Allison: Yes I did. In a closet I found bags of old mail.

According to the prosecution, Rob Petrick was in the process of ripping off his wife too.  And they say that was the motive: that Janine found out about the scam and Rob Petrick snapped.

Garrell: I believe that Ms. Sutphen had become aware of their financial difficulties. When she confronted the defendant he then killed her.

A friend of Janine's took the stand and recounted how Janine finally discovered the dire financial situation.

Eleanor Hennesy (court footage): She had said there was check that was to have been deposited into the credit union and that she had found out Rob had lied to her. She was very distraught over that. She’d found out her checks were bouncing - that nothing was ever deposited. She felt that Rob was not being honest with her.

When Petrick suspected Janine was onto his scam, the state asserted,  he actually researched how to kill her.  A computer expert presented damming testimony about material he located in Petrick ’s computer:

Computer expert (court footage): I found a file that he was interested in that appeared to come from the Web site “bloodfest 666 dot-com.”

Garrell: Do you see a line in all caps there beginning with the number twenty-two?

Computer expert: Yes sir. It says "‘22 ways to kill a man with your bare hands.”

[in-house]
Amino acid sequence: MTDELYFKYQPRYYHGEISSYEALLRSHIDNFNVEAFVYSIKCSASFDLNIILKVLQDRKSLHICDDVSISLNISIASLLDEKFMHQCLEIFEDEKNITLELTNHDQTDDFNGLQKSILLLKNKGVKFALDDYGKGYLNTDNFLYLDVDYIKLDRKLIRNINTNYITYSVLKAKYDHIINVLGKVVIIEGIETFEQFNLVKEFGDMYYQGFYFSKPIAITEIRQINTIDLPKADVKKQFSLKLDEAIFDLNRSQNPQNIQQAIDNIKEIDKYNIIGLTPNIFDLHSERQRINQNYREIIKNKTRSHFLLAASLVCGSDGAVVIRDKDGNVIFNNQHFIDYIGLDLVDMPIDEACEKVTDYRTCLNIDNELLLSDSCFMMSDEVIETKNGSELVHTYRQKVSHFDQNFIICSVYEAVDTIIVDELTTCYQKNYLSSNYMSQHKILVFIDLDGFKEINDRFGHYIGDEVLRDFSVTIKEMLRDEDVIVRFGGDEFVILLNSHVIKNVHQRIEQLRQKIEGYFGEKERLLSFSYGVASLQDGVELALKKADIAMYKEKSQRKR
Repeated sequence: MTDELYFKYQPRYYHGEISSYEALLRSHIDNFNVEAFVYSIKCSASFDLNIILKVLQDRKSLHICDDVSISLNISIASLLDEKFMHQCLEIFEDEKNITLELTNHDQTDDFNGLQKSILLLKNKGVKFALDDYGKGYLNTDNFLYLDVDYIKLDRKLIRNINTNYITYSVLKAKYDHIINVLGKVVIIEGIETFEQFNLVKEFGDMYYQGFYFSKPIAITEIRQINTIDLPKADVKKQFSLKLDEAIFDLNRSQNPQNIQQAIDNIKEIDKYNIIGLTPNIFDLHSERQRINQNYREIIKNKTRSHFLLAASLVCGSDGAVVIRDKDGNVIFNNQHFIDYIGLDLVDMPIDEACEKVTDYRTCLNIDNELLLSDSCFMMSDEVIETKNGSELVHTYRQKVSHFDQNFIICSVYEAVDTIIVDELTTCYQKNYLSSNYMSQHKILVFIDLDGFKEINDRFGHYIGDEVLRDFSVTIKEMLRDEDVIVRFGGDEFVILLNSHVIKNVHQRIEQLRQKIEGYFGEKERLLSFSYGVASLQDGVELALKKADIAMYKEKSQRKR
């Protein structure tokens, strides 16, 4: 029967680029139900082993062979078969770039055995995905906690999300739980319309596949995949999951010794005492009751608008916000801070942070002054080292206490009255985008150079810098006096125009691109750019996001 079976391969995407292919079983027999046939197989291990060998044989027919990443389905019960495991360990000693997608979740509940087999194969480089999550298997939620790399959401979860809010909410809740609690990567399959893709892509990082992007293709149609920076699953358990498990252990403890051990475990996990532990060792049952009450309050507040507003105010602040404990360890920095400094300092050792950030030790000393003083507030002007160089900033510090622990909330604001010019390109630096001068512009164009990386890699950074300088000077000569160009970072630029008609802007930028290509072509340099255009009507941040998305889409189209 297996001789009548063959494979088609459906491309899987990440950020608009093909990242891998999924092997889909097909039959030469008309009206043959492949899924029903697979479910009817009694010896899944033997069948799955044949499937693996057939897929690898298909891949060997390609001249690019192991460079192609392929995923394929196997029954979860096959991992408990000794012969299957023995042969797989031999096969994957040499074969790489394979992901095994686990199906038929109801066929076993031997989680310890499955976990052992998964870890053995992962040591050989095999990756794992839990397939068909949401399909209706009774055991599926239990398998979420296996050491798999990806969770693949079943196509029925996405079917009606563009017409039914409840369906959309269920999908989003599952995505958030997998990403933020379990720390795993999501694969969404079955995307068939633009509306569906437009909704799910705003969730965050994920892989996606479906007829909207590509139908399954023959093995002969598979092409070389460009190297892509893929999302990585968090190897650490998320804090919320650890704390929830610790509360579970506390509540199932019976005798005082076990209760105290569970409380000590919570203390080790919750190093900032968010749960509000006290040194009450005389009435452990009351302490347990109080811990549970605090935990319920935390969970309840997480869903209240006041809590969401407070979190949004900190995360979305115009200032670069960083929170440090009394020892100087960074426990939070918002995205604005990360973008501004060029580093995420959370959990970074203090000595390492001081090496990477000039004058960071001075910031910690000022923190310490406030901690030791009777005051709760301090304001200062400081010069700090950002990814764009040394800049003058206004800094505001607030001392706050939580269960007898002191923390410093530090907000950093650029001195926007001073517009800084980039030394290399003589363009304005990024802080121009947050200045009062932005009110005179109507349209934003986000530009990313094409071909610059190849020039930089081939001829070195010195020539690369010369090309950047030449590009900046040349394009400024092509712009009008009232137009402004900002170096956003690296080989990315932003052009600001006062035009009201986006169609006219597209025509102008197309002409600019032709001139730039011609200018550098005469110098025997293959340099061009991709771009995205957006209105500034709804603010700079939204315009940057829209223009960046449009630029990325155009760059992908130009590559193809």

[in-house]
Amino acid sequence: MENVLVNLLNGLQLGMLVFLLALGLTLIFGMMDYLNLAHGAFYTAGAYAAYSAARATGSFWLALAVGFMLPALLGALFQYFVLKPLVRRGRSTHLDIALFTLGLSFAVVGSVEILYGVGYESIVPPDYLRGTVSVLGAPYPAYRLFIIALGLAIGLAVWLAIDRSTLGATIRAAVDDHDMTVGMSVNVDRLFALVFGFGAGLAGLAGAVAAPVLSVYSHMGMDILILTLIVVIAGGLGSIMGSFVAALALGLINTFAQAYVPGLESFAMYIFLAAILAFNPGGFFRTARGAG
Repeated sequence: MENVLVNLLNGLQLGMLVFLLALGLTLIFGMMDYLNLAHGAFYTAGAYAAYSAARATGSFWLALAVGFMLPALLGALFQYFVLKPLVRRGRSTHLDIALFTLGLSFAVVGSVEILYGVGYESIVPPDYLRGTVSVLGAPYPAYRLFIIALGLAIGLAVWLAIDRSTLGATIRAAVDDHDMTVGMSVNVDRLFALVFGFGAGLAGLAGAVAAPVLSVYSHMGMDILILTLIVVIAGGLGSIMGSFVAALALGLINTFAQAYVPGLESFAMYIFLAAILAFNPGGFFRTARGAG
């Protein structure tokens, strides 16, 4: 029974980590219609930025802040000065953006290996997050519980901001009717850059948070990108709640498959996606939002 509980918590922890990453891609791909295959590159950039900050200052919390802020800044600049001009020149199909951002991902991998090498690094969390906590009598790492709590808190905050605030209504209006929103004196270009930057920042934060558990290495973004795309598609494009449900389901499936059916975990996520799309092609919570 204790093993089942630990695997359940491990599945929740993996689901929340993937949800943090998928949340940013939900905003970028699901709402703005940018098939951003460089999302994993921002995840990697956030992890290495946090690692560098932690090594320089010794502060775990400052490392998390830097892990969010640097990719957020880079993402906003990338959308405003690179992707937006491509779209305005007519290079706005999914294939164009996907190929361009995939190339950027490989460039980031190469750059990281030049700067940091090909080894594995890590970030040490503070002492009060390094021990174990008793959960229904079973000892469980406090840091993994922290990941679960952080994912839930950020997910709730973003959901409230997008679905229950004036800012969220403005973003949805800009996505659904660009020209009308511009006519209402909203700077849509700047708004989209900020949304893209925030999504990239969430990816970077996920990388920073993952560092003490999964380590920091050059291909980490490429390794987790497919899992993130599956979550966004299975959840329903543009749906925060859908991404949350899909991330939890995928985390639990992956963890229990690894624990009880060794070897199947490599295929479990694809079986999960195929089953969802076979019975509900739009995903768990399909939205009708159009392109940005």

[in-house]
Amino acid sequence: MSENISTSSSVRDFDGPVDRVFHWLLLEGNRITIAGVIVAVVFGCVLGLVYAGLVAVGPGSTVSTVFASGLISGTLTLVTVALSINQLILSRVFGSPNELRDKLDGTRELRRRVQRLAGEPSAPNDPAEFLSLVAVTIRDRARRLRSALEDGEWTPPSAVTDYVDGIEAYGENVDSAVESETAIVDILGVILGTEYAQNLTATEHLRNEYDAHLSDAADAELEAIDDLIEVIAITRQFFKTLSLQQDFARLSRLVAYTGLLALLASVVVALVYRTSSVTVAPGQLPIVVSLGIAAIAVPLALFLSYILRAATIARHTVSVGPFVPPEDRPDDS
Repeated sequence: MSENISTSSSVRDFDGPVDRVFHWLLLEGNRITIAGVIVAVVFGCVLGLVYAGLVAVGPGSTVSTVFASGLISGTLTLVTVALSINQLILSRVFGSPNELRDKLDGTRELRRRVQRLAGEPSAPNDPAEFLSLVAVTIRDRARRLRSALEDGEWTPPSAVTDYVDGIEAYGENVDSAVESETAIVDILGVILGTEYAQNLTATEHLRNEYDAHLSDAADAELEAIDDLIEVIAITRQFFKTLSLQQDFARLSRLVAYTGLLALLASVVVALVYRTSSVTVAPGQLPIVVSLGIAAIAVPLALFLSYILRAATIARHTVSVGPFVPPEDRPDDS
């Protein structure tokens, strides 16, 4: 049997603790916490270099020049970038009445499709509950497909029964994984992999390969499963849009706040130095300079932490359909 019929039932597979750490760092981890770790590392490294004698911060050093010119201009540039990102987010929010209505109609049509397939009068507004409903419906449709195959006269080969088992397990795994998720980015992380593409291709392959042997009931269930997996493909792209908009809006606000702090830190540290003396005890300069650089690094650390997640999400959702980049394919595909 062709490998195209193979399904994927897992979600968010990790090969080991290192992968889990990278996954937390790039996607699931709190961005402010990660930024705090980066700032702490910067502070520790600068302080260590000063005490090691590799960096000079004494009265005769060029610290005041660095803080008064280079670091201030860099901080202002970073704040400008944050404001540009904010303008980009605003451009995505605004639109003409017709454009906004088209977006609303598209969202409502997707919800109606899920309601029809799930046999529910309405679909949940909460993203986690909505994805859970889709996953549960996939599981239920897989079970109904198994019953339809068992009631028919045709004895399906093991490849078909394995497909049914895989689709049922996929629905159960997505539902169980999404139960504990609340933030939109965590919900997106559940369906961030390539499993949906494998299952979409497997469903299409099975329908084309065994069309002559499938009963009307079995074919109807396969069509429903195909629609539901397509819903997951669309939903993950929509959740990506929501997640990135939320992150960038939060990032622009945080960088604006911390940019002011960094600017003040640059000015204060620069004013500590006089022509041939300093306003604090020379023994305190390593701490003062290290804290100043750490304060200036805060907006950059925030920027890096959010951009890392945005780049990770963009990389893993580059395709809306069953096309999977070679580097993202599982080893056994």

Prosecutors say Janine never went to symphony rehearsal that night.  They suggested Petrick killed her at their home and then planted her car in the garage.  They say Petrick  was equally deliberate when getting rid of the corpse—that he’d gone so far as to look up the ideal disposal spot in nearby Falls lake.

Computer expert: It indicates to me that someone Google-searched Falls lake depths.

Prosecutors argued, after the murder he discarded her body in that lake with cruel precision.

Garrell: He wrapped her body in a silver colored tarp. Finally he transported her body to Falls lake and disposed of it.

The prosecution said it had physical evidence too.

Garrell: Has this dog, Kaiser, has been trained in the detection of locations where deceased humans have been located?

Roy, cadaver dog's trainer: Yes, sir.

A cadaver dog’s trainer testified that a dead body had been detected by the dog inside the couples’ home—in their bedroom—and in the shower.

Roy: He had a positive alert in that walk-in shower.

The dog also had another alert when he sniffed the trunk of Rob Petrick’s car.

Garrell: what did that hit at that area of the car indicate to you?

Roy:  It indicated to me that there had been decomposing human remains in the car.

The state considered this testimony critical to show that Janine was killed inside her home and her body transported in Rob’s trunk.

Garrell: That was our physical evidence.

Hoda Kotb, Dateline correspondent: So the single most important element was the cadaver dog.

Garrell: I think so.

The prosecutor also called Janine’s sons who testified that before their mother disappeared they became concerned when they couldn’t reach her.

Robin Sutphen: I left numerous voicemails. I continued to call , I continued to not hear back from my mom. I was starting to get worried, I was starting to get upset.

The prosecution said the young men were unable to contact Janine because Rob had actually killed her weeks before he reported her missing.

Garrell: When you called your mom’s home, did anyone answer?

Christopher Sutphen: At times, Rob answered, yes. Every time I wanted to talk to my mom he said she was either too sick to come to the phone or she was asleep or too depressed. There’s no way she wouldn’t have been in contact with her sons about a state of depression that was affecting her so deeply that she couldn’t get out of bed.